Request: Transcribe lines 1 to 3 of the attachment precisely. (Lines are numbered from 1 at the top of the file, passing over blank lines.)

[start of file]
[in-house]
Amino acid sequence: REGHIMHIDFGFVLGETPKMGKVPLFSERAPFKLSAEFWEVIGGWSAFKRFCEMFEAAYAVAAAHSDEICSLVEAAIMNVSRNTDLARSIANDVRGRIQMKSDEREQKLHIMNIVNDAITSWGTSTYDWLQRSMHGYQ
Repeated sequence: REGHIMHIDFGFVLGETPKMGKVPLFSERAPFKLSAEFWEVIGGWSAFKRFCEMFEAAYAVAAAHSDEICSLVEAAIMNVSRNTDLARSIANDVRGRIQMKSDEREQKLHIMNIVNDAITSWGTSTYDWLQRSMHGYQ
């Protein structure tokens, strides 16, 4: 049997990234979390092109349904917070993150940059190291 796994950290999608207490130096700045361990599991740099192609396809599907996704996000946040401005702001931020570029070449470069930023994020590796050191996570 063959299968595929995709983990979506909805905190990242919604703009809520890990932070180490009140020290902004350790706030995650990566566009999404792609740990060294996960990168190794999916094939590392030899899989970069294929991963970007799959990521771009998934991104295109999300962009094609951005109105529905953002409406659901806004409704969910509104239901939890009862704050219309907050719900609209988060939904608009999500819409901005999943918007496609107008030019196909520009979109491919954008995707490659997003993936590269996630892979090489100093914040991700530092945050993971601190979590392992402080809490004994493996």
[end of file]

[in-house]
Amino acid sequence: REGHIMHIDFGFVLGETPKMGKVPLFSERAPFKLSAEFWEVIGGWSAFKRFCEMFEAAYAVAAAHSDEICSLVEAAIMNVSRNTDLARSIANDVRGRIQMKSDEREQKLHIMNIVNDAITSWGTSTYDWLQRSMHGYQ
Repeated sequence: REGHIMHIDFGFVLGETPKMGKVPLFSERAPFKLSAEFWEVIGGWSAFKRFCEMFEAAYAVAAAHSDEICSLVEAAIMNVSRNTDLARSIANDVRGRIQMKSDEREQKLHIMNIVNDAITSWGTSTYDWLQRSMHGYQ